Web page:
At present, the only access to Herring Island is by private river craft (kayaks, canoes or dinghies). Occasional intrepid swimmers have also been known to visit Herring Island. Ferry services have been provided for occasional open days and special events. Existing access facilities include a concrete landing stage near the Alexandra Avenue picnic area, rough sleeper steps on Herring Island opposite this point, and another set of stone steps on the northern bank of Herring Island. However, peripheral road and public transport access is good (Figure 1), as are nearby parking facilities.

The difficulty of access to Herring Island from Richmond is a major concern to this municipality. 'Richmond has a comparatively high population density and low proportion of open space per capita. The lack of adequate access to Herring Island has led to a perception of Herring Island as no man's land', a situation which has encouraged overtures by property developers. However, limited access does have its benefits. Not least among these is the atmosphere of intrigue evoked by an island setting, adding a sense of adventure to recreational visits. Other important benefits are the relative lack of weed invasion, pest animals and wandering domestic pets, which can kill or maim indigenous fauna in more accessible nature reserves. Provision of suitable access and recreational, opportunities are thus particularly important management issues.

A major consideration in planning access facilities to Herring Island is the river traffic. This section of the Yarra carries a number of users, including the BOW cruise boats, competitive rowers and small recreational craft. Access points should therefore be kept to a minimum. To minimise potential river traffic problems, there will be one access point on the Island, located on the south- east 'corner' of Herring Island. A jetty will be built at the proposed access point near the McConchie Reserve in Richmond to facilitate access from the northern side of the River.

While the spirit of recommendations in the Lower Yarra Concept Plan (MPE 1986) precludes commercial development for Herring Island, there are a number of services (e.g. a ferry service) suggested within this Management Plan which cannot be provided within the Committee of Management's current budget. Without treating such proposals on a commercial basis, the expense of providing these services would be prohibitive. The Committee of Management have also received expressions of interest from small tour operators who wish to include Herring Island as a destination on Yarra cruises.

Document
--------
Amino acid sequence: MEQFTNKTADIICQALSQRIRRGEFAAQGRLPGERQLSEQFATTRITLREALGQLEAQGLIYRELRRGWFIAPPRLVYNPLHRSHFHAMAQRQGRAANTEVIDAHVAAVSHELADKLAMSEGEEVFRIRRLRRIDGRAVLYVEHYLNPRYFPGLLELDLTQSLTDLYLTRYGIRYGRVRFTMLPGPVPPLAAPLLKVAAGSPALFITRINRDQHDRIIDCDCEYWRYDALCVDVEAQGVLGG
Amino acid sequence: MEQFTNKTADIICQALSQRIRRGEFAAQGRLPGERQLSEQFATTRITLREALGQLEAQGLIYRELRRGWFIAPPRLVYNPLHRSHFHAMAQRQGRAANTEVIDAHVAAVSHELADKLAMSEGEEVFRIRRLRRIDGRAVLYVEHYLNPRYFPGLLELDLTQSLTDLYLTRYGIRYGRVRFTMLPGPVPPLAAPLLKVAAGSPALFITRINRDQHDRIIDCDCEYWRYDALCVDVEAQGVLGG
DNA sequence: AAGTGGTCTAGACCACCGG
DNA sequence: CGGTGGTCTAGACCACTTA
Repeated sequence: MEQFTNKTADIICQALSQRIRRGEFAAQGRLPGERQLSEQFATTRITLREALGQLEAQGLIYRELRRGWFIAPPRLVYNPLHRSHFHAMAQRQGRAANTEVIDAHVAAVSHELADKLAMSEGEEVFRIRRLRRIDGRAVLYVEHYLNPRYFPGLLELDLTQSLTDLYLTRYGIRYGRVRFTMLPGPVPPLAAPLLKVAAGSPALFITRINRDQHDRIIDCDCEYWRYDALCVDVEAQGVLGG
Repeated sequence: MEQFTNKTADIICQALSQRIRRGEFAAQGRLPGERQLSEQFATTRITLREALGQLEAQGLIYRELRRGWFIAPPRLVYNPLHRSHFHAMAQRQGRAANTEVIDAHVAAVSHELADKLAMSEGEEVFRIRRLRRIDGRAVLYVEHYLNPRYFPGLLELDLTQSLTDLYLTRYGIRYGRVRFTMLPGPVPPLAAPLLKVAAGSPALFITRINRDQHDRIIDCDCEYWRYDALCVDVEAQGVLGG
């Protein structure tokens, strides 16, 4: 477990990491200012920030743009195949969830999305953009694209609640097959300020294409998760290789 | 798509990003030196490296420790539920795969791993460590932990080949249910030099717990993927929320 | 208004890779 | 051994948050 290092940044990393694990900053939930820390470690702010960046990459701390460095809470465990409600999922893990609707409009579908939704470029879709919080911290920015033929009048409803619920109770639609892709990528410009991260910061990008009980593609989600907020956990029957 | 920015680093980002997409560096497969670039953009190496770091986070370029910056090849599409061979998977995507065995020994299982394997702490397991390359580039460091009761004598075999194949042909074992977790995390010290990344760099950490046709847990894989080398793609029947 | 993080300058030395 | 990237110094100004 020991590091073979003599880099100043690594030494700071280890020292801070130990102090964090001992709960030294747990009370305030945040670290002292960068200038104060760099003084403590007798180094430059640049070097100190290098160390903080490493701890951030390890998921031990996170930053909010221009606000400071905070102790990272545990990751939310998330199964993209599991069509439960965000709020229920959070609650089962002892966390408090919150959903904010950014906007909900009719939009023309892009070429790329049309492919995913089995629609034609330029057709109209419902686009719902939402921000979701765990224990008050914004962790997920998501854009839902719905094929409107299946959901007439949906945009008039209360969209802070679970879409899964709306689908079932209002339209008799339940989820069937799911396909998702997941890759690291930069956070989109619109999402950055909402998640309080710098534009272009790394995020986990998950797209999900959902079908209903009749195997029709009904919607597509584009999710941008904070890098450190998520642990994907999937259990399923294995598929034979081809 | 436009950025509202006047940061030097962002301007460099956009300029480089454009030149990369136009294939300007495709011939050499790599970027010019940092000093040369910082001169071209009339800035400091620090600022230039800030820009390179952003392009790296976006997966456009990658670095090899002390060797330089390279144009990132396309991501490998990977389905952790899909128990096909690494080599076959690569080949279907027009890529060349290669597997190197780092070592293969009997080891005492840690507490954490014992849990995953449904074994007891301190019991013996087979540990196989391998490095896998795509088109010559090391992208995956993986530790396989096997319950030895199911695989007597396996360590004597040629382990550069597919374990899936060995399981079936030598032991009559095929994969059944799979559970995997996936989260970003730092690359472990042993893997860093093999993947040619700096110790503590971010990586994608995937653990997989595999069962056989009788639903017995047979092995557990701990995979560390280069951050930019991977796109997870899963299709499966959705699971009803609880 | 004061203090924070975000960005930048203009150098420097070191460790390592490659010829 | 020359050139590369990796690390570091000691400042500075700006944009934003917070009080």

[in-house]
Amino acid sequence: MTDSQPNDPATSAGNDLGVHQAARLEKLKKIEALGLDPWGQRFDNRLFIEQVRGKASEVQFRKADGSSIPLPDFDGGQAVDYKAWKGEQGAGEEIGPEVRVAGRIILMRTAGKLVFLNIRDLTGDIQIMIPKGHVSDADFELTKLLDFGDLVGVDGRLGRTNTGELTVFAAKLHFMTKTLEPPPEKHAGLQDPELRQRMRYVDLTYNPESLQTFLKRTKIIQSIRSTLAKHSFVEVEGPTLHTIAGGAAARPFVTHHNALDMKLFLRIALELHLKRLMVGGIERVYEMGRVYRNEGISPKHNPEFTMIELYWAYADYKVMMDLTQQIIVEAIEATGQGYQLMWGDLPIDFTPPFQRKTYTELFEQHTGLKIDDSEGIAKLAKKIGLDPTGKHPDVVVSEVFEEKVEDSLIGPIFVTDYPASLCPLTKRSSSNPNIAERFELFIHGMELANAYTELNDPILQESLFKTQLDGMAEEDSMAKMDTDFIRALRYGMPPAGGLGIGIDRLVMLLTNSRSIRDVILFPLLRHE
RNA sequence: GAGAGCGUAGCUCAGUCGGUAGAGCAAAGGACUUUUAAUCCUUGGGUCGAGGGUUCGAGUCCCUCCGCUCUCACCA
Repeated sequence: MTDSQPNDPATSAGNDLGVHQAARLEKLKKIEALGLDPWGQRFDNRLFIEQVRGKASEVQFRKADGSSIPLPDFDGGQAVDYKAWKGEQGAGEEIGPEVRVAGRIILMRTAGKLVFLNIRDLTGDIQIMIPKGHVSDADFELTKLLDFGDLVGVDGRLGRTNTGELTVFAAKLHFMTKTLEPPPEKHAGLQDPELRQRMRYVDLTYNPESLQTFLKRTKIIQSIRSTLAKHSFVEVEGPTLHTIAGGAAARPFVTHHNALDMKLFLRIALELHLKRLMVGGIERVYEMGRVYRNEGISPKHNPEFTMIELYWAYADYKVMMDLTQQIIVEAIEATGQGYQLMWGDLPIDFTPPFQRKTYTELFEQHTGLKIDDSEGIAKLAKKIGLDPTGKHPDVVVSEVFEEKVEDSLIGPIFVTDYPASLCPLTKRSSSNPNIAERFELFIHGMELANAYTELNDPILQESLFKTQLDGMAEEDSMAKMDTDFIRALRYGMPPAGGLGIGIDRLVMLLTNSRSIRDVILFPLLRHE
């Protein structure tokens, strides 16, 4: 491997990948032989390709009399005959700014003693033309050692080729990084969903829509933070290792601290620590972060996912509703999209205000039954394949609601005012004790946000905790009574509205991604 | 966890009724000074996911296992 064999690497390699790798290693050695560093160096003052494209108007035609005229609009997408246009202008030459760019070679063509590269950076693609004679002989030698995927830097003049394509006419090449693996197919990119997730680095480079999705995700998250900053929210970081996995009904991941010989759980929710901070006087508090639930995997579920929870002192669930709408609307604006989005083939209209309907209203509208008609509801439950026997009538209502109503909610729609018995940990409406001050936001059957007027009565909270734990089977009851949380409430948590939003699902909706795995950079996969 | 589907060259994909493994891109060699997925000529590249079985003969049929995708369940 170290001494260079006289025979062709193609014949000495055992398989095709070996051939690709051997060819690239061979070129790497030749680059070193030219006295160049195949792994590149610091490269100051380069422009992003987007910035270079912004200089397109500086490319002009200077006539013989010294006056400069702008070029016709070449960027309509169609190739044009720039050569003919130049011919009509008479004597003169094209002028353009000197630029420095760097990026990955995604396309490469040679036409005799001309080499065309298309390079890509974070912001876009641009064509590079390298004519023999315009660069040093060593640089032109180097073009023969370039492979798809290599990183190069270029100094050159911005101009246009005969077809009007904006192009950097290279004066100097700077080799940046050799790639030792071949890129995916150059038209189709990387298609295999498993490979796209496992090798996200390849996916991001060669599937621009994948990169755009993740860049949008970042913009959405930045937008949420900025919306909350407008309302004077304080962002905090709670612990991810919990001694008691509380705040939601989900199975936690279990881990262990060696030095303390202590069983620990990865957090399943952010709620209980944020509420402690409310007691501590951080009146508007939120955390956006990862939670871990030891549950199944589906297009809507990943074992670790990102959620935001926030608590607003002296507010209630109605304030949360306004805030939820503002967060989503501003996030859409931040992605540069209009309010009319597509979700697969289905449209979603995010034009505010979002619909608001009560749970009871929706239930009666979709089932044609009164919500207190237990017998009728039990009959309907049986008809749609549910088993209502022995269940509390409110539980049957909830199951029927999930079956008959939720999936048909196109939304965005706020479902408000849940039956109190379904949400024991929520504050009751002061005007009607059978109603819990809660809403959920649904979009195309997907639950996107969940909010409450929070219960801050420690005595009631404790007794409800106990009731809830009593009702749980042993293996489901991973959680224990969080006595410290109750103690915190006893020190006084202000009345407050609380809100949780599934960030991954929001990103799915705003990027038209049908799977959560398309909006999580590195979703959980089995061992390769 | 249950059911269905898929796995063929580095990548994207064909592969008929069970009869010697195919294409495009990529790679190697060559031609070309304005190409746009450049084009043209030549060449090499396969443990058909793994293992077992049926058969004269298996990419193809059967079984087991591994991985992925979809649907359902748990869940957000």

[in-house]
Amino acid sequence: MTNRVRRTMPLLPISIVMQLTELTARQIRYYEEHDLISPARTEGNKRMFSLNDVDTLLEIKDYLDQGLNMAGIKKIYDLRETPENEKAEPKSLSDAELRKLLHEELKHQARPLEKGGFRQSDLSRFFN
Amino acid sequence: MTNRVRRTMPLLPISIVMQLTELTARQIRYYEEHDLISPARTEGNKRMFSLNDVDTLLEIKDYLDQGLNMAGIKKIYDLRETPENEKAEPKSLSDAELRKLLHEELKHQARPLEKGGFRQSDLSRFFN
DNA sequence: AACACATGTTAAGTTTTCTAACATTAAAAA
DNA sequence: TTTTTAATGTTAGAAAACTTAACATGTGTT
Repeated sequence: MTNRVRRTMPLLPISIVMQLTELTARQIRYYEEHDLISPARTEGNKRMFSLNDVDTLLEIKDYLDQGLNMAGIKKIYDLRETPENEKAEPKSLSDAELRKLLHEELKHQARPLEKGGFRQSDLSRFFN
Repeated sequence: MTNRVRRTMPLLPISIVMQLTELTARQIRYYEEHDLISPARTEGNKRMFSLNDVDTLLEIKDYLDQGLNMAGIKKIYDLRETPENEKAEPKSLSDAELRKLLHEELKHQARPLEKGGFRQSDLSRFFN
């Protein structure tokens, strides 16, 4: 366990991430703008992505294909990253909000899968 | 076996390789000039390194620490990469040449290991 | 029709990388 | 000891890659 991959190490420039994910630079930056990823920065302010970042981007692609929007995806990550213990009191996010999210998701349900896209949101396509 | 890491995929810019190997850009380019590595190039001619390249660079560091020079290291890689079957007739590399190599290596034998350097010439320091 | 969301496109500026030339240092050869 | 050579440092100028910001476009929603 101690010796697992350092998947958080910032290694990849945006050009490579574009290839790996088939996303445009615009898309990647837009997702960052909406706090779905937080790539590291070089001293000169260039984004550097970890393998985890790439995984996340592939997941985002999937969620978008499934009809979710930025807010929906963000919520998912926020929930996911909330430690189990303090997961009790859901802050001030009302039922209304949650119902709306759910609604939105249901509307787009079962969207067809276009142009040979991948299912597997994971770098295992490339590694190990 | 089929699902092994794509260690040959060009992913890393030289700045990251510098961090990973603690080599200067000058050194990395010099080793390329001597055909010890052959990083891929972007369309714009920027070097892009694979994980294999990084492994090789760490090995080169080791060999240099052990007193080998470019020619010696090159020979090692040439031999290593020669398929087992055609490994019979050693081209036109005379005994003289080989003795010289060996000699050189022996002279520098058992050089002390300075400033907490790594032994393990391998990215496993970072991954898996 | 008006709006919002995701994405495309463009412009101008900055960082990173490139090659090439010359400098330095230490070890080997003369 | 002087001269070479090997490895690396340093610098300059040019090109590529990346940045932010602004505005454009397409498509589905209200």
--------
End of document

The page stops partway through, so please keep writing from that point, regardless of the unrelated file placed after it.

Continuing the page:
Management of access to and from Herring Island must take into consideration the level of acceptable recreational use of the Island. The Island will be particularly vulnerable to user damage during the early stages of revegetation. Provision of access facilities will be gradually upgraded as revegetation plantings mature. Priority will be given to the provision of a safer disembarkation point on the Island for works crews, community groups and schools involved in rehabilitation works. Bridge access is inappropriate, at least in the short term, due to potential problems of excessive visitor usage and the threat to the Island's native fauna from domestic pets.

The Crown Land (Reserves) Act (1978) allows for regulations to be made which impose fees and charges upon people using any part of Herring Island, or any facilities within Herring Island. Private operators (for example, ferry or tour operators) may be invited to apply for a concession to provide some form of commercial access service to Herring Island. Concessions have the advantage of reducing staff and equipment requirements. Prospective. concessionaires should be able to demonstrate:

· expertise in providing the service;
· willingness to promote an awareness of Herring Island's management philosophy; and
· capability of complying with the terms and conditions of the concession as required by the Department of Conservation and Environment.

The possibility of concessions for a ferry service and/or boat hire for Herring Island should be investigated.


To provide increased opportunities for access to Herring Island for recreational visitors.

To provide safe access to the general community, including those people with mobility difficulties.

To minimise potential river traffic problems.

To provide for commercial services compatible with Management Objectives.

Provide a suitable landing and safe access point on the south- eastern corner of Herring Island (Figure 5).

Provide a landing stage near the McConchie Reserve for access from the northern side of the Yarra River (Figure 5). Landings should cater for a range of craft, from canoes to large ferries.

Construct internal access tracks of a suitable grade and surface to cater for people with limited mobility. Track routing should allow for obvious 'desire lines' where possible, to avoid erosion and other damage.

High / Ongoing
Purchase a suitable boat for ferrying limited numbers of visitors during the early stages of Herring Island's development. Investigate the demand for a small-scale commercial ferry service and/or boat hire service in the long term.

Instigate a booking system for large groups (i.e. more than ten individuals).

Investigate the potential for commercial ferry, boat hire or other services (fee-charging) which are consistent with the management objectives.

Develop the track/interpretation trail around Herring Island Figure 5).

Provide suitable ramp facilities from Herring Island's access point to enable easy access for work crews and visitors, particularly those with limited mobility.